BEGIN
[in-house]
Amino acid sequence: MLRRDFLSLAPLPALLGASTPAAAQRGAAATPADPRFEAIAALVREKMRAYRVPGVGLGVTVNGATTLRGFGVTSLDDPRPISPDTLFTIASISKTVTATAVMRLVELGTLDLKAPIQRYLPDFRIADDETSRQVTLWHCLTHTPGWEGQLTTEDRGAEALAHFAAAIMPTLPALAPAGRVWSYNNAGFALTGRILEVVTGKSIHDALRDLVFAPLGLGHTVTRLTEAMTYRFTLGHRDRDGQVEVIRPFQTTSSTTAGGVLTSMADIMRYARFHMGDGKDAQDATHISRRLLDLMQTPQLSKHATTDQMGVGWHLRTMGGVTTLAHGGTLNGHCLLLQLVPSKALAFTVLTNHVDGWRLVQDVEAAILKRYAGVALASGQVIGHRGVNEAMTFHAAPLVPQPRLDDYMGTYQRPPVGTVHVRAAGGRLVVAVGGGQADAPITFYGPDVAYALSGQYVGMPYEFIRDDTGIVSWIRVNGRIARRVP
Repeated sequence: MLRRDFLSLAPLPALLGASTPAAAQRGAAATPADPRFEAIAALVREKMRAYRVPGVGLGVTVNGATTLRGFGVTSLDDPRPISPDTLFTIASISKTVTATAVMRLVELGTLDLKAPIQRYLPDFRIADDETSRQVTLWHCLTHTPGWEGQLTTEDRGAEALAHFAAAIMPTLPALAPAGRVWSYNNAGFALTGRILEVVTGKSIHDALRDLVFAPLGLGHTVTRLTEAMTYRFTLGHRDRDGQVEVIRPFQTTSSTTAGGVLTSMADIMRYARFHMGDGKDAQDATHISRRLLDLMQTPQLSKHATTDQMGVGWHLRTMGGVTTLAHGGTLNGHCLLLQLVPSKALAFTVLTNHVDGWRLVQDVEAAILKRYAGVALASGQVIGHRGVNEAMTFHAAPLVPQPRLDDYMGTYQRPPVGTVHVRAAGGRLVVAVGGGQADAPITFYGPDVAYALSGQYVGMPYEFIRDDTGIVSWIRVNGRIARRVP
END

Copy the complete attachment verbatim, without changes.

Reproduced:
[in-house]
Amino acid sequence: MLRRDFLSLAPLPALLGASTPAAAQRGAAATPADPRFEAIAALVREKMRAYRVPGVGLGVTVNGATTLRGFGVTSLDDPRPISPDTLFTIASISKTVTATAVMRLVELGTLDLKAPIQRYLPDFRIADDETSRQVTLWHCLTHTPGWEGQLTTEDRGAEALAHFAAAIMPTLPALAPAGRVWSYNNAGFALTGRILEVVTGKSIHDALRDLVFAPLGLGHTVTRLTEAMTYRFTLGHRDRDGQVEVIRPFQTTSSTTAGGVLTSMADIMRYARFHMGDGKDAQDATHISRRLLDLMQTPQLSKHATTDQMGVGWHLRTMGGVTTLAHGGTLNGHCLLLQLVPSKALAFTVLTNHVDGWRLVQDVEAAILKRYAGVALASGQVIGHRGVNEAMTFHAAPLVPQPRLDDYMGTYQRPPVGTVHVRAAGGRLVVAVGGGQADAPITFYGPDVAYALSGQYVGMPYEFIRDDTGIVSWIRVNGRIARRVP
Repeated sequence: MLRRDFLSLAPLPALLGASTPAAAQRGAAATPADPRFEAIAALVREKMRAYRVPGVGLGVTVNGATTLRGFGVTSLDDPRPISPDTLFTIASISKTVTATAVMRLVELGTLDLKAPIQRYLPDFRIADDETSRQVTLWHCLTHTPGWEGQLTTEDRGAEALAHFAAAIMPTLPALAPAGRVWSYNNAGFALTGRILEVVTGKSIHDALRDLVFAPLGLGHTVTRLTEAMTYRFTLGHRDRDGQVEVIRPFQTTSSTTAGGVLTSMADIMRYARFHMGDGKDAQDATHISRRLLDLMQTPQLSKHATTDQMGVGWHLRTMGGVTTLAHGGTLNGHCLLLQLVPSKALAFTVLTNHVDGWRLVQDVEAAILKRYAGVALASGQVIGHRGVNEAMTFHAAPLVPQPRLDDYMGTYQRPPVGTVHVRAAGGRLVVAVGGGQADAPITFYGPDVAYALSGQYVGMPYEFIRDDTGIVSWIRVNGRIARRVP